read more: Fox Business News

Battle Heats up for Amazon Headquarters
The $5 billion bid for Amazon’s new 50,000-person headquarters is intensifying.

New York City is doubling down on its bid to be the site of Amazon’s second HQ. At the same time, Boston and Los Angeles are facing pushback from residents amid fears of financial loss and an “Amageddon” scenario of overcrowding and an increased cost of living that has taken place in Seattle.

The New York City Economic Development Corporation, a nonprofit that promotes economic development in the city, is soliciting “ideas and information regarding space, programs, and other assets that could be included in the City’s proposal and ultimately bring Amazon to New York City” on its website, USA Today reported.

America’s largest city has a clear advantage: young people.

“Amazon added to the drama by saying both that it would give priority to metro areas with 1 million-plus people and that places interested in vying for the second headquarters should think ‘big’ and ‘creatively,'” USA Today said.

But other cities are pushing back against Amazon’s demand for bids and perks.

Los Angeles Times columnist Michael Hiltzik wrote that Amazon was taking advantage of communities whose bids would presumably include generous tax incentives.

“The company’s approach is arrogant, naive and more than a teensy bit cynical,” Hiltzik wrote. “Rather than be offered bribes to move its headquarters into a community, Amazon should be made to pay for the privilege.”

read more: Business Insider

Amazon Killer?
The discount grocer is known for its low prices on staples like eggs, cheese and yogurt, plus an affordable line of organic products. And now there is another reason to start shopping Aldi, the German supermarket chain: you can now buy one of the best wines in the world there for less than $10.

Aldi’s Exquisite Collection Côtes de Provence Rosé 2016, which retails for about $8, has won awards from the International Wine Challenge two years in a row. This summer, the pink-hued wine took a silver medal in the main contest, and the top prize in the Great Value Awards.

The wine is made in France. Before now, it hadn’t been sold in the States; Aldi does sell another Côtes de Provence Rosé at its U.S. stores, but it’s not award-winning. (Look for the “exquisite” on the label to make sure.) The wine became available Sept. 20, at the stores that already sell alcohol, and while supplies last.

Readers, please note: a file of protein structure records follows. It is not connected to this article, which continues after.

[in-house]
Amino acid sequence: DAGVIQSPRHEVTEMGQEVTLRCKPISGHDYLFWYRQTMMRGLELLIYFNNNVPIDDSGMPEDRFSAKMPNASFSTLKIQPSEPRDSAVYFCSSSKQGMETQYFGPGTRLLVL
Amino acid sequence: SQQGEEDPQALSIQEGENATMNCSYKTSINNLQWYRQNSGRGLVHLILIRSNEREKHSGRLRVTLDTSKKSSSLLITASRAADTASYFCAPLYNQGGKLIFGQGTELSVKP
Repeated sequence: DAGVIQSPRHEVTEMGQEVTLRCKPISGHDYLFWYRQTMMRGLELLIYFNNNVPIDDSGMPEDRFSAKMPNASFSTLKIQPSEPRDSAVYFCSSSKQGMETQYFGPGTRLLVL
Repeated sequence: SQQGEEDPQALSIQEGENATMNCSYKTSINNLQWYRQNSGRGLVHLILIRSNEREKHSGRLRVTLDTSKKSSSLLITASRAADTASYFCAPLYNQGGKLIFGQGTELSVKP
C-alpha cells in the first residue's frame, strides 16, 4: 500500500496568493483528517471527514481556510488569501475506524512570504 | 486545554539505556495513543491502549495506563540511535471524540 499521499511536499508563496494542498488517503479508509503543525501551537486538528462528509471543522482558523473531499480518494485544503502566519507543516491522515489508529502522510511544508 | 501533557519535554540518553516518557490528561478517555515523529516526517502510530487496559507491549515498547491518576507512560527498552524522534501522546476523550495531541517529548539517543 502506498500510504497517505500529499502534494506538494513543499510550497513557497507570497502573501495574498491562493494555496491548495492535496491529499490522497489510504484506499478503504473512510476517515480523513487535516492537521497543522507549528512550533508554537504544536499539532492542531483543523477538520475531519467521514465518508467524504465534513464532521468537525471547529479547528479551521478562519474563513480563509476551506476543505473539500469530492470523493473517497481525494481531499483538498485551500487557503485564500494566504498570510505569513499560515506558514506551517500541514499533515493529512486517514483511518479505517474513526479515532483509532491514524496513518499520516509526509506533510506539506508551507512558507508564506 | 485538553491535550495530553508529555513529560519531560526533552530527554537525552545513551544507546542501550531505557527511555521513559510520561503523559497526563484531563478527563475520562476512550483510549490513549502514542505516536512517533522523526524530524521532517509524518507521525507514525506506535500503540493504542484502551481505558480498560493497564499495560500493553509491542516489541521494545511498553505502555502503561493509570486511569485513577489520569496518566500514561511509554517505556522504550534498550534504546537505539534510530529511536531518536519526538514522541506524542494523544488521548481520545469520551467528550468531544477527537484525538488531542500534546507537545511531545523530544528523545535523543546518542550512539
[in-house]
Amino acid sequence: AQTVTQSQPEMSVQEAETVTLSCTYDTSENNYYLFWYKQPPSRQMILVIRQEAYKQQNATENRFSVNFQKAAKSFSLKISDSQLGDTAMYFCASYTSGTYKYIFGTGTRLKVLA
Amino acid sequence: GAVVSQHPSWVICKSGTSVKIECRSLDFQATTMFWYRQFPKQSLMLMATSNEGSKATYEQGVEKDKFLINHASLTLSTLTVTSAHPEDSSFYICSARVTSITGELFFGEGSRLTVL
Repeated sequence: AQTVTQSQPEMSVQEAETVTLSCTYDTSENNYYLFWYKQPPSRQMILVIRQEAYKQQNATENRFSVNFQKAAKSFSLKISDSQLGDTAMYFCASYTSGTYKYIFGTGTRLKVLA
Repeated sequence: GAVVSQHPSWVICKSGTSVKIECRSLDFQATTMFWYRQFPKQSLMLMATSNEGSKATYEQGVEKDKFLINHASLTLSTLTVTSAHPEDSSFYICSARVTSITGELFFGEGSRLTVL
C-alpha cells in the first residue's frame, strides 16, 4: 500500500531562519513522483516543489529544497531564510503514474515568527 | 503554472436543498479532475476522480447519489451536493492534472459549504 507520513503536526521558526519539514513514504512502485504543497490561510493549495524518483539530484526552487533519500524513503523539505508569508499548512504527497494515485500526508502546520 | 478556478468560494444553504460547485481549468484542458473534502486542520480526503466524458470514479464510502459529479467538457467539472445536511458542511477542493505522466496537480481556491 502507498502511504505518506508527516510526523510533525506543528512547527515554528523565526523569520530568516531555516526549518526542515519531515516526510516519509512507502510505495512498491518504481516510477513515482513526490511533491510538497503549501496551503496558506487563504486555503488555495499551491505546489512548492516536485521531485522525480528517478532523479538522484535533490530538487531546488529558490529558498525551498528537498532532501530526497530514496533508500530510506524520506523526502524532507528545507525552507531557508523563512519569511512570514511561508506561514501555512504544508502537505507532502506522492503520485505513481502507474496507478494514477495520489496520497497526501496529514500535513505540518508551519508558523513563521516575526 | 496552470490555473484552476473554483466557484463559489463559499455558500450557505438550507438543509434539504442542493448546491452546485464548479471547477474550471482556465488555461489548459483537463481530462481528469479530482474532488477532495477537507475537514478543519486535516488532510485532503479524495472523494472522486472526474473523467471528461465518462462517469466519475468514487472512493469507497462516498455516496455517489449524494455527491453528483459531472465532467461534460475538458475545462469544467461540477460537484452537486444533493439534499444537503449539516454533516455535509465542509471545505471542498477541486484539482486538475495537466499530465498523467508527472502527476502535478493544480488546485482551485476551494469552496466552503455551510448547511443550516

In June, Aldi announced plans to add 900 more locations across the United States; new stores in St. Petersburg and Sun City Center in Florida have opened in recent months.

Aldi’s product information describes the Exquisite Collection Côtes de Provence Rosé as having flavors of “strawberry, white fruit and subtle spice.” Sounds delightful with a cheese plate made with their $1.99 honey goat cheese.

read more: TampaBay.com

Fed to Start Paring Holdings, Keeps December Rate Rise on the Table
The Federal Reserve announced it would initiate in October its long-intended plan to shrink its portfolio of bonds acquired after the 2008 crisis and the ongoing possibility of raising interest rates by December.The Fed left rates unchanged Wednesday and hinted it could raise rates again in 2017 even though persistently low inflation has given some officials pause about such a move.

The unanimous decision to reduce its bond portfolio signifies the Fed’s long-known desire to close the books on an unprecedented and sometimes controversial bond-buying experiment to support the U.S. economy, consumers and financial markets.

The bigger question heading into this week’s meeting centered on how the Fed would frame the debate over raising rates in December and beyond. Fed officials’ newest economic projections indicated officials still largely expect to raise rates one more time this year. But they showed slightly less urgency about the level of rates over the long run, and more officials now see the Fed undershooting its 2% inflation target for longer than they did in June, the last time they released economic projections.

Some 12 of 16 officials said they expected the Fed would need to raise rates at least one more time before the end of the year, the same as in June. Policy makers continued to expect three more rate increases next year, but only two more in 2019 and one in 2020.

read more: Wall St Journal

Risky UK Rate Rise Ahead
A U.K. rate hike is on the horizon for the first time in a decade but some economists say it could be followed by a rate cut next year.

Barclays, HSBC and RBC Capital said they now expect the Bank of England to raise rates in November after previously forecasting no change.

Hawkish comments from the Monetary Policy Committee and from one of the bank’s most dovish members in a separate speech have raised the market odds of a November hike to 80%.

Ahead of the meeting, the market was pricing in just two rate rises by 2020.

Bank of England Governor Mark Carney repeated the BOE’s message that interest rates may need to rise “within months” to keep a lid on price growth, after annual inflation hit 2.9% in August, well in excess of the BOE’s 2% target.

read more: Wall St Journal

Housing Bubble 2.0?
Less than a decade removed from the Great Recession where countless Americans walked away from their homes as default rates and foreclosures hit record highs, something else is beginning to bubble beneath the surface. Despite Washington officials promising it wouldn’t happen again, posing strict controls on bank lending and requiring deeper background checks and higher deposits, one sector of the 24 trillion-dollar U.S. housing market is showing signs that 2005-2008 may not be a one-off. Welcome to the enigmatic world of house flipping.